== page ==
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Old 11-04-2012, 03:16 PM
 
Location: Washington D.C.
561 posts, read 1,073,216 times
Reputation: 815

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This extreme idea tends to be extremely popular with people in my 18-25 age bracket and celebrities, people who just decide to move 1,000 miles away to somewhere random and start over. How is that something to do? I want to hear stories about this. What did that person, or you, do to prepare? What was the outcome? How did that person, or you, make out?
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Old 11-04-2012, 03:32 PM
 
Location: Viña del Mar, Chile
16,409 posts, read 29,423,884 times
Reputation: 16612
I did that, twice. Although I did it for school.. I did it all with my own money and my own planning pretty much just up and left. I think it's ok.. but I think that it's glamorized and doesn't deserve it. If you can't change yourself where you live, you're not going to be able to move and change yourself. If you don't have things planned out and move in a bad situation, it's probably only going to get worse.

You don't have to move to make yourself a better person, and if you think you have to go through extremes for self improvement.. then you're probably already setting yourself up for failure.

Right now I live about 750 miles from home, and I like it and met an awesome girl in the process who I wouldn't have met if I never moved. That being said, you get experiences no matter where you are. For me, it made me realize how great life is around family and that my hometown really was nice. At the same time, I'm very happy where I'm at.

Go with what you think is best, it's easy to change.. just don't set yourself up for failure.
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Old 11-04-2012, 03:38 PM
 
Location: Free From The Oppressive State
28,814 posts, read 21,465,788 times
Reputation: 35378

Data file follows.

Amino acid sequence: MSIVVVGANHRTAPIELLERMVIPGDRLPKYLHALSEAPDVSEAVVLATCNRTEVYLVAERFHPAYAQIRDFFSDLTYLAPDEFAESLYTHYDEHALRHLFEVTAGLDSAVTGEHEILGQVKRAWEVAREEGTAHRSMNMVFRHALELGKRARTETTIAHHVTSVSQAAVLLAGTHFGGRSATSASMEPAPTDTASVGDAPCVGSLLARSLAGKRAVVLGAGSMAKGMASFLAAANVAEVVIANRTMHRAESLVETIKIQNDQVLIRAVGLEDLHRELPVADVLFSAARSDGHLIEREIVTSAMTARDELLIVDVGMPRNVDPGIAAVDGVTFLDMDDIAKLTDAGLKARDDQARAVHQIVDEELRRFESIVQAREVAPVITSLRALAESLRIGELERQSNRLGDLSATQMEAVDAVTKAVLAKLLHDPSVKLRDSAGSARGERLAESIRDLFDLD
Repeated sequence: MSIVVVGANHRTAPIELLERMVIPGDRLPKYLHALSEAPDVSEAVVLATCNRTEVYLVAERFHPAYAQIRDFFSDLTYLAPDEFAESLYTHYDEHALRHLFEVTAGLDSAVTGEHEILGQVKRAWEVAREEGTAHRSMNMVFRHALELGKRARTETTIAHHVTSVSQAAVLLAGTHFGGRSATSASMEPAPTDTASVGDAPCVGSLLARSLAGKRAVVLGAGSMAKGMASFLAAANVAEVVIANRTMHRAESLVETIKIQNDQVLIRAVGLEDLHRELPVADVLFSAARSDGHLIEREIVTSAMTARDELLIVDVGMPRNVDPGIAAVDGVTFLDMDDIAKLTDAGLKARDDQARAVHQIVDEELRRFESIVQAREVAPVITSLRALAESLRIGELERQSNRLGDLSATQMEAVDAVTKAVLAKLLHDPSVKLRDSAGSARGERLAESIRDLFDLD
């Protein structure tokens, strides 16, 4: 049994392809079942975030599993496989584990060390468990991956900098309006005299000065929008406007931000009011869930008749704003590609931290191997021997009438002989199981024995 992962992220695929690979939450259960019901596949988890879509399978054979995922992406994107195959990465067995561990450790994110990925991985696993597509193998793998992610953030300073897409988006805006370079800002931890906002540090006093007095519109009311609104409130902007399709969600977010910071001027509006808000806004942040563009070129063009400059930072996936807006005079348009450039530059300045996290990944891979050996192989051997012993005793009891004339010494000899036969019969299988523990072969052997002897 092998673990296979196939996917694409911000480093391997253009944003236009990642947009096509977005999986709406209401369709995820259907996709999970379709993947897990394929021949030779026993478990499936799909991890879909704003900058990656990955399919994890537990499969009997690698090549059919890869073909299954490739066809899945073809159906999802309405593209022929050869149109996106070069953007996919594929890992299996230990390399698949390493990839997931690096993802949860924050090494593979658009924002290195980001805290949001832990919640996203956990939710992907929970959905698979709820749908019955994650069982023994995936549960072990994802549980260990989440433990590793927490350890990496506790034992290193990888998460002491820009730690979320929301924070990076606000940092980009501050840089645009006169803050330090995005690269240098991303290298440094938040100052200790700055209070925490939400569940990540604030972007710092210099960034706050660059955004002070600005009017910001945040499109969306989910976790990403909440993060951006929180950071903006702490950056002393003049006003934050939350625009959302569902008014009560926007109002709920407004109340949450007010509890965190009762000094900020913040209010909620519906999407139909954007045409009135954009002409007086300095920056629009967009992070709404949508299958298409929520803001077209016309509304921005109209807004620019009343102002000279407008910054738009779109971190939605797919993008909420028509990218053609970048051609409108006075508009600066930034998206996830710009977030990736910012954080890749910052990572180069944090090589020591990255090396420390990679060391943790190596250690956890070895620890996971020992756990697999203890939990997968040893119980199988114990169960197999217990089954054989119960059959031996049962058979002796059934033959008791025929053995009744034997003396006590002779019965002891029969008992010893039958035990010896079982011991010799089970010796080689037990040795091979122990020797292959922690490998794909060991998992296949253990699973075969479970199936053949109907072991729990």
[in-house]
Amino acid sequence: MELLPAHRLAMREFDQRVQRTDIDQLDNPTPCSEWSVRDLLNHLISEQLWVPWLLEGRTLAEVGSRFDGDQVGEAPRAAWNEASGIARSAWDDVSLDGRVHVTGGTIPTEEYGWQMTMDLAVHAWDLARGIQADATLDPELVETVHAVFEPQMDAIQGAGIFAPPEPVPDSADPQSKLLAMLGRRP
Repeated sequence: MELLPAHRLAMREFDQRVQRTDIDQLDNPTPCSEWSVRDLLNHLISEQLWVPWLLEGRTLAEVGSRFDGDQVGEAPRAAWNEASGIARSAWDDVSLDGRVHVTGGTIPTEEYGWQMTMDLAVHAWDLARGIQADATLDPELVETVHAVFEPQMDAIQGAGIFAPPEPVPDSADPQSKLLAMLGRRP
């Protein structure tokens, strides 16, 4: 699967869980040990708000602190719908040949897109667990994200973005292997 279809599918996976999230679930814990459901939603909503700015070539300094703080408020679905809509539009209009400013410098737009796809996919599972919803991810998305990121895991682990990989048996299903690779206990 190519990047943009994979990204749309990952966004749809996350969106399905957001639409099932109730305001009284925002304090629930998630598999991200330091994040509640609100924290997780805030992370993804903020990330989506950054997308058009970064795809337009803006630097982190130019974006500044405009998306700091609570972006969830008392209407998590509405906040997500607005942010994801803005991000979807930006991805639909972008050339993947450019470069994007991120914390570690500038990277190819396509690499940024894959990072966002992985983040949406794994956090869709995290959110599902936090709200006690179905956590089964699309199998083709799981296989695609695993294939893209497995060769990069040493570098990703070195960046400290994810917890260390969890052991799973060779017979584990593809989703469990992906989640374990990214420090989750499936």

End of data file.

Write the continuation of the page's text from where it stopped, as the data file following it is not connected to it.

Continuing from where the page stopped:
I've done that several times.

This last time, I had enough with the job, enough with the city I lived in and wanted to get far away. I decided to pick the one place in the US I have never lived before.

From the time I decided that I was "going to do this now" to the time I was pulling out of my driveway with my things either on a truck on the way up there or packed in my car, and on my way to my new home, was one week.

The internet is wonderful.

Of course, it really does help to have experience moving so you know of all those little things to expect along the way.

I made no reservations to any hotels and did a quick look over at the map for most of the trip. I discovered what hotels would allow me to have my pets and picked a few in areas that were about 10 hours driving away. I would walk in and get a room. If I was unable to do that, I would have slept at a rest stop. I've done it before.

The only time I took any care to fine tune my route was when I realized that taking the freeway the whole way up would put me in the middle of the biggest fricken metropolitan area at rush hour. Hell with that. I got online at my hotel, talked to my friends and they told me a better way to go. I mapped it out and had that in hand so that the next day, I could avoid the drama and heart failure.

Also, I know traveling with pets to allow extra stops in addition to gas stops and food stops. Stopped at rest stops every four hours no matter what and let the dogs out to stretch their legs, do their thing and meet people as well as sniff around. I made it a great adventure for them and they loved every minute of it.

Online you can find:

Businesses that will move your stuff
People who will transport your pets, (if you need this)
Housing
General idea of your route
General idea of hotel locations, (pet friendly hotels can be found online as well)
General idea of rest stop locations

Before I left, I took my car to a mechanic, allowed that they would probably rip me off, was prepared for that, let them do just about everything possible to that car to ensure that all would be well before I drove 1700 miles away from my familiar surroundings. In the end, I think they probably only pushed one thing that could have waited but whatever.

I didn't have much need for a cell before I moved but went and bought one for the trip, (pay as you go) and had my new area code and number set up days before I left.

From the time I decided to go, I had everything ready in 3 days. The only reason it took me a week to go was because I had to wait for the people who were going to ship my stuff to have an opening.